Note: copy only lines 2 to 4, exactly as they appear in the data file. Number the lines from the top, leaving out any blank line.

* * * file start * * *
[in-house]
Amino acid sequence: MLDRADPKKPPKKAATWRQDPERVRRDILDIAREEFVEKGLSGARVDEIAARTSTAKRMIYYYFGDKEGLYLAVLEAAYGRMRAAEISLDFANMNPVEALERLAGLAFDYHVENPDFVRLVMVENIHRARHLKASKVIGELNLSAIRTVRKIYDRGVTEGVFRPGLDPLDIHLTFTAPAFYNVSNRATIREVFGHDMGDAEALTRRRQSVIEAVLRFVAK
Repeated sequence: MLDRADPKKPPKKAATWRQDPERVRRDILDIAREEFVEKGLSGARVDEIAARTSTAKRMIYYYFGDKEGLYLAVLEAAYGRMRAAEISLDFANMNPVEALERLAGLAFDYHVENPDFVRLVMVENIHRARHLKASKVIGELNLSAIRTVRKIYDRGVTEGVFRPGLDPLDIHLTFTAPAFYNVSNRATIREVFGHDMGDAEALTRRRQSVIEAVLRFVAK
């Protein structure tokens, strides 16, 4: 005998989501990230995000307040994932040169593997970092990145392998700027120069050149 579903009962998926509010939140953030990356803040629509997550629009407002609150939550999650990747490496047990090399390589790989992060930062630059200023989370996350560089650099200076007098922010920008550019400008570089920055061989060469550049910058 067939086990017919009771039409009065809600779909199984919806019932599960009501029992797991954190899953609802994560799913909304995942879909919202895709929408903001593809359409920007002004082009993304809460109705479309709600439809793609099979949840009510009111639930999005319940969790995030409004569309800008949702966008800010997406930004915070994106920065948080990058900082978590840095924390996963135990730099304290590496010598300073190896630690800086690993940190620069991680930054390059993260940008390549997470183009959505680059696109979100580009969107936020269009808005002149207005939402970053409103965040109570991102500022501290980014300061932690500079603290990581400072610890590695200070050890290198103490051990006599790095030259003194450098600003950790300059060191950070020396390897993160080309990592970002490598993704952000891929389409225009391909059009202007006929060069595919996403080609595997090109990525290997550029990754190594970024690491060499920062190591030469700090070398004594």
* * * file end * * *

Amino acid sequence: MLDRADPKKPPKKAATWRQDPERVRRDILDIAREEFVEKGLSGARVDEIAARTSTAKRMIYYYFGDKEGLYLAVLEAAYGRMRAAEISLDFANMNPVEALERLAGLAFDYHVENPDFVRLVMVENIHRARHLKASKVIGELNLSAIRTVRKIYDRGVTEGVFRPGLDPLDIHLTFTAPAFYNVSNRATIREVFGHDMGDAEALTRRRQSVIEAVLRFVAK
Repeated sequence: MLDRADPKKPPKKAATWRQDPERVRRDILDIAREEFVEKGLSGARVDEIAARTSTAKRMIYYYFGDKEGLYLAVLEAAYGRMRAAEISLDFANMNPVEALERLAGLAFDYHVENPDFVRLVMVENIHRARHLKASKVIGELNLSAIRTVRKIYDRGVTEGVFRPGLDPLDIHLTFTAPAFYNVSNRATIREVFGHDMGDAEALTRRRQSVIEAVLRFVAK
């Protein structure tokens, strides 16, 4: 005998989501990230995000307040994932040169593997970092990145392998700027120069050149 579903009962998926509010939140953030990356803040629509997550629009407002609150939550999650990747490496047990090399390589790989992060930062630059200023989370996350560089650099200076007098922010920008550019400008570089920055061989060469550049910058 067939086990017919009771039409009065809600779909199984919806019932599960009501029992797991954190899953609802994560799913909304995942879909919202895709929408903001593809359409920007002004082009993304809460109705479309709600439809793609099979949840009510009111639930999005319940969790995030409004569309800008949702966008800010997406930004915070994106920065948080990058900082978590840095924390996963135990730099304290590496010598300073190896630690800086690993940190620069991680930054390059993260940008390549997470183009959505680059696109979100580009969107936020269009808005002149207005939402970053409103965040109570991102500022501290980014300061932690500079603290990581400072610890590695200070050890290198103490051990006599790095030259003194450098600003950790300059060191950070020396390897993160080309990592970002490598993704952000891929389409225009391909059009202007006929060069595919996403080609595997090109990525290997550029990754190594970024690491060499920062190591030469700090070398004594």